Until automakers can catch up, SUVs represent a big buying opportunity for certain drivers who don't mind driving a vehicle viewed by many as politically incorrect.
The biggest SUVs, such as a Jeep Commander or Hummer, get only about 14 or 15 miles per gallon on average, depending on the model, according to government figures. Most don't fare much better than 20 mpg on the highway. But for people who mainly use their vehicles to tool around the neighborhood, low mileage may not be a deal buster. Even with $4 gas, a Chevrolet Tahoe SUV driven 8,000 miles a year costs about $2,000 to fill up, according to government figures, while a Honda Civic compact driven 16,000 miles costs about $2,200.
Some drivers simply need the size or power that makes SUVs such gas hogs. A Chevrolet Suburban seats up to nine people with plenty of room for luggage. Many SUVs have rear-wheel drive, which, along with their heavy frames, makes them better for towing boats or recreational vehicles. Others have four-wheel drive, good for off-roading and driving in snow.
Today's SUV deals, which include cash-back offers and special financing terms, have gotten better over the past several months as sales have continued to slide.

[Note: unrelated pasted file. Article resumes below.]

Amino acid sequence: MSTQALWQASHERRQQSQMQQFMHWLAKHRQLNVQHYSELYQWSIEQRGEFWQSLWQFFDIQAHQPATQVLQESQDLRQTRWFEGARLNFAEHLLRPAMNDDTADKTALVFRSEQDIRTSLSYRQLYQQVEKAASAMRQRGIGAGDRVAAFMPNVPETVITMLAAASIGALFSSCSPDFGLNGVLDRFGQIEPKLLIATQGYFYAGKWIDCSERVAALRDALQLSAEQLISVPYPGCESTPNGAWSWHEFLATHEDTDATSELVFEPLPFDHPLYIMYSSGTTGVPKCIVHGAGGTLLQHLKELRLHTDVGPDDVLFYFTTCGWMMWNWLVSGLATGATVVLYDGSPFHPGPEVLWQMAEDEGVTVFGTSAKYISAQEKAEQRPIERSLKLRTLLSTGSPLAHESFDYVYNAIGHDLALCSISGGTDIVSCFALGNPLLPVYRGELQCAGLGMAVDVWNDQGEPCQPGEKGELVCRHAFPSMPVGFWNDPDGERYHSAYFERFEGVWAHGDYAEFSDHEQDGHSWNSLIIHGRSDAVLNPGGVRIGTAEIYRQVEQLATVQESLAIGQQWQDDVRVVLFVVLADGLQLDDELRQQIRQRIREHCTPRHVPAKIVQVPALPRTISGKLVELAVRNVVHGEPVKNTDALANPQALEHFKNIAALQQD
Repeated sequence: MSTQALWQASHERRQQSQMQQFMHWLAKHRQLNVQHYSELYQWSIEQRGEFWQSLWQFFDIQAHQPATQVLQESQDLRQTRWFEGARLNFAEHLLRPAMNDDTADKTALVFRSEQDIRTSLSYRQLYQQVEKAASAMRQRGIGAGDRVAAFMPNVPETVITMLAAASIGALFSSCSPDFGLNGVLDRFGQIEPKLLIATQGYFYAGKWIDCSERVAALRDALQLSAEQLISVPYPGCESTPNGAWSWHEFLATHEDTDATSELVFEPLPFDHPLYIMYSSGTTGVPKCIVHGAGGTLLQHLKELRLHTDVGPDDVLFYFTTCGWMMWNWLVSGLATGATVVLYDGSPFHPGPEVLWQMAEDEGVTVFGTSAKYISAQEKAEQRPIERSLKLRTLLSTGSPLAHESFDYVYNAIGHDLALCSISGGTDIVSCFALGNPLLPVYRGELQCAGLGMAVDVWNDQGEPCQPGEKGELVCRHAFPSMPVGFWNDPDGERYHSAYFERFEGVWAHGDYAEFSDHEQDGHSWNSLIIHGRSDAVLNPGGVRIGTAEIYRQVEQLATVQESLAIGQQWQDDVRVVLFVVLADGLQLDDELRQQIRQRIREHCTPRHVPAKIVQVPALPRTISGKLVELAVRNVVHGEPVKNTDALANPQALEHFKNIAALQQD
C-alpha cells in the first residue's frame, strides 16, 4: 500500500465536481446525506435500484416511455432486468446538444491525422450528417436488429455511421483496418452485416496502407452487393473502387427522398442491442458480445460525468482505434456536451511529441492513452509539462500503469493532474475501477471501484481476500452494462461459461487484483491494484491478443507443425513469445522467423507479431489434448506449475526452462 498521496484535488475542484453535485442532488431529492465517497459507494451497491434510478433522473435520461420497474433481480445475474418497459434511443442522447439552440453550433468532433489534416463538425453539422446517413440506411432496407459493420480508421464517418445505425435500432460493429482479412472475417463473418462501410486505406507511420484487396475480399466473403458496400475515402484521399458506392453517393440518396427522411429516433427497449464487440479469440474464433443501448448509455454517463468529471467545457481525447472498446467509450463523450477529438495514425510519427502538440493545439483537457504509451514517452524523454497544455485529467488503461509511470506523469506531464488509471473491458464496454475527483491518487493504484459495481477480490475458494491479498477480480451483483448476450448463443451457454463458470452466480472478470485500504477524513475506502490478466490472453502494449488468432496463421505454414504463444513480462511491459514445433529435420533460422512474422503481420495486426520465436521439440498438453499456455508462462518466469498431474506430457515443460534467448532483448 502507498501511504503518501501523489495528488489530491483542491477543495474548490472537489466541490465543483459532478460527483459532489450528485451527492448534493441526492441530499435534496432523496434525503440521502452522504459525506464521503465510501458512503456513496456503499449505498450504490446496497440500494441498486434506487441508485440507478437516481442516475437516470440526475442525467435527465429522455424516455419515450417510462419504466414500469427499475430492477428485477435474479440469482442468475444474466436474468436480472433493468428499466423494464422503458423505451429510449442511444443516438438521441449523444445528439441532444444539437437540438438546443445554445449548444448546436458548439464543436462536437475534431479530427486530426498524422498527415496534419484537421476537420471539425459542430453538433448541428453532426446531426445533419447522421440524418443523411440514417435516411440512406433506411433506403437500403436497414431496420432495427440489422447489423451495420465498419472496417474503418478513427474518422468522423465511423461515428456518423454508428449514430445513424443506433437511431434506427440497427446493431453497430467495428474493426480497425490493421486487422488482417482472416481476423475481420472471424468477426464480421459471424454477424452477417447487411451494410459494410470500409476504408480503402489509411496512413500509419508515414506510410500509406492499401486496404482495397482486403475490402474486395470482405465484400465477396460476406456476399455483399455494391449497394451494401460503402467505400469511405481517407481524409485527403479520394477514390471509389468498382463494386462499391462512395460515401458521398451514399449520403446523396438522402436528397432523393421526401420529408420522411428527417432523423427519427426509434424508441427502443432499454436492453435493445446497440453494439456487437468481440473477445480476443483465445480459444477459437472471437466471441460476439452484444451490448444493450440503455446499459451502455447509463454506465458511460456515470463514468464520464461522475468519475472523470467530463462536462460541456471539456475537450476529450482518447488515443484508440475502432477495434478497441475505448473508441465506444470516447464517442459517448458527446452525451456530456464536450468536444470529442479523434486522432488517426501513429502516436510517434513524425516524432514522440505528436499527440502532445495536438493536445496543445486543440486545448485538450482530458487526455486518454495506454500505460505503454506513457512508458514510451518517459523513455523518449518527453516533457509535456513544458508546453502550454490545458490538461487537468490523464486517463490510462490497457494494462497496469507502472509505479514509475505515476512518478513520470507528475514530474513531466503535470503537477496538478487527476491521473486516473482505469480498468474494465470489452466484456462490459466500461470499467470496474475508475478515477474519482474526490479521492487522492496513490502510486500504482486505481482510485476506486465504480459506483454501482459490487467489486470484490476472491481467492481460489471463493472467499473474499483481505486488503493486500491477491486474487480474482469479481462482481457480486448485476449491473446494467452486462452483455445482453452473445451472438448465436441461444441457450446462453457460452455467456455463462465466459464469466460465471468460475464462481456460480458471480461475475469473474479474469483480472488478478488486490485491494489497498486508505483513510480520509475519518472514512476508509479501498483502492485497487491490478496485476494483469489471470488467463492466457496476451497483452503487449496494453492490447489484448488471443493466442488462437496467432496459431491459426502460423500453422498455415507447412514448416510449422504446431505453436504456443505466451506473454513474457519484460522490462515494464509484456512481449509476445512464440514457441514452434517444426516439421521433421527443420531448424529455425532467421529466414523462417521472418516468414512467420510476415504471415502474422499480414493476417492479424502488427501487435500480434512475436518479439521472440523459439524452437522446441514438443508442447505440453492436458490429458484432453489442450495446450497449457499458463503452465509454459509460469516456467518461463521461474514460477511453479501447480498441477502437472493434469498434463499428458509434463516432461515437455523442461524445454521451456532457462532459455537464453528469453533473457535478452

In April, automakers offered an average of $5,786 in discounts on midsize SUVs, according to the most recent data from Autodata, up from $4,909 a year earlier. On large SUVs, manufacturers offered an average of $4,829, up from $3,070.
&39632; Among the better deals are Ford's flagship SUVs, the Expedition and the Explorer. An Expedition with four-wheel drive has a sticker price of about $35,000, but in many areas, consumers can drive one off the lot for around $30,000 after discounts and negotiations. The all-wheel-drive Explorer with V-8 engine, meanwhile, lists for about $31,000 but can be had these days for under $25,000.
&39632; GM, meanwhile, is offering $2,000 back or low financing rates on many of its SUVs. Chrysler and Toyota are offering discounts on SUVs, too. Great lease deals on SUVs are less common, though some can be found. Leasing an SUV could be a winner if resale values continue to decline sharply, because you get to hand the vehicle back to the manufacturer at the end of the lease.